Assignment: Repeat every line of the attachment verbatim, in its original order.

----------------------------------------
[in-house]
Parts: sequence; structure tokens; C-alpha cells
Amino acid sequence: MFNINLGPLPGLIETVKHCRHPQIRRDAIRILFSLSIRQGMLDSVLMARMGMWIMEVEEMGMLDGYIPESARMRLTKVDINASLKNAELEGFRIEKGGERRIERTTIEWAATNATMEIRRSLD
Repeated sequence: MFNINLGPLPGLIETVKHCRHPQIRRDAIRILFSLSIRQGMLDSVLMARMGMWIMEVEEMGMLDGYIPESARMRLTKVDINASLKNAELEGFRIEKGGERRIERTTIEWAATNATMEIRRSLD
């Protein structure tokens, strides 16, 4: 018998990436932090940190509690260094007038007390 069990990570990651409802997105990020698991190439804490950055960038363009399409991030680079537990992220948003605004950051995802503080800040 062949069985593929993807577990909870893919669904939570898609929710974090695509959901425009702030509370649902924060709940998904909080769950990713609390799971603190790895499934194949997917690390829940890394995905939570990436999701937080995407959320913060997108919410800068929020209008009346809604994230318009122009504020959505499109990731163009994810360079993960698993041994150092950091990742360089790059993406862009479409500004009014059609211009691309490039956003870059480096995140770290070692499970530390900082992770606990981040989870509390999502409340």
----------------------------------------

[in-house]
Parts: sequence; structure tokens; C-alpha cells
Amino acid sequence: MFNINLGPLPGLIETVKHCRHPQIRRDAIRILFSLSIRQGMLDSVLMARMGMWIMEVEEMGMLDGYIPESARMRLTKVDINASLKNAELEGFRIEKGGERRIERTTIEWAATNATMEIRRSLD
Repeated sequence: MFNINLGPLPGLIETVKHCRHPQIRRDAIRILFSLSIRQGMLDSVLMARMGMWIMEVEEMGMLDGYIPESARMRLTKVDINASLKNAELEGFRIEKGGERRIERTTIEWAATNATMEIRRSLD
């Protein structure tokens, strides 16, 4: 018998990436932090940190509690260094007038007390 069990990570990651409802997105990020698991190439804490950055960038363009399409991030680079537990992220948003605004950051995802503080800040 062949069985593929993807577990909870893919669904939570898609929710974090695509959901425009702030509370649902924060709940998904909080769950990713609390799971603190790895499934194949997917690390829940890394995905939570990436999701937080995407959320913060997108919410800068929020209008009346809604994230318009122009504020959505499109990731163009994810360079993960698993041994150092950091990742360089790059993406862009479409500004009014059609211009691309490039956003870059480096995140770290070692499970530390900082992770606990981040989870509390999502409340």